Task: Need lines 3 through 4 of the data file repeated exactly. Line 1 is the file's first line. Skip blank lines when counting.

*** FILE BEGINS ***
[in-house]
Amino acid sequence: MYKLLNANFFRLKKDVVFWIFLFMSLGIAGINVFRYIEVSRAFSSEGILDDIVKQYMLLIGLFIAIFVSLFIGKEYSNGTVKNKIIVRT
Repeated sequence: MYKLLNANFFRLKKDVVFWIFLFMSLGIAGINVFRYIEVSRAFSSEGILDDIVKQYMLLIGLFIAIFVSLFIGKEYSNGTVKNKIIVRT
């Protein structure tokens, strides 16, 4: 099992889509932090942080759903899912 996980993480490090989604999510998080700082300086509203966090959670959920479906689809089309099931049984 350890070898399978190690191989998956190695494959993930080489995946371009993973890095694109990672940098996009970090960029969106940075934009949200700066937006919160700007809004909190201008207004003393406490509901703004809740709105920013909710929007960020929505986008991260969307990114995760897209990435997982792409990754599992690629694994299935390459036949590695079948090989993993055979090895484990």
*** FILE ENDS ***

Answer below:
Repeated sequence: MYKLLNANFFRLKKDVVFWIFLFMSLGIAGINVFRYIEVSRAFSSEGILDDIVKQYMLLIGLFIAIFVSLFIGKEYSNGTVKNKIIVRT
């Protein structure tokens, strides 16, 4: 099992889509932090942080759903899912 996980993480490090989604999510998080700082300086509203966090959670959920479906689809089309099931049984 350890070898399978190690191989998956190695494959993930080489995946371009993973890095694109990672940098996009970090960029969106940075934009949200700066937006919160700007809004909190201008207004003393406490509901703004809740709105920013909710929007960020929505986008991260969307990114995760897209990435997982792409990754599992690629694994299935390459036949590695079948090989993993055979090895484990």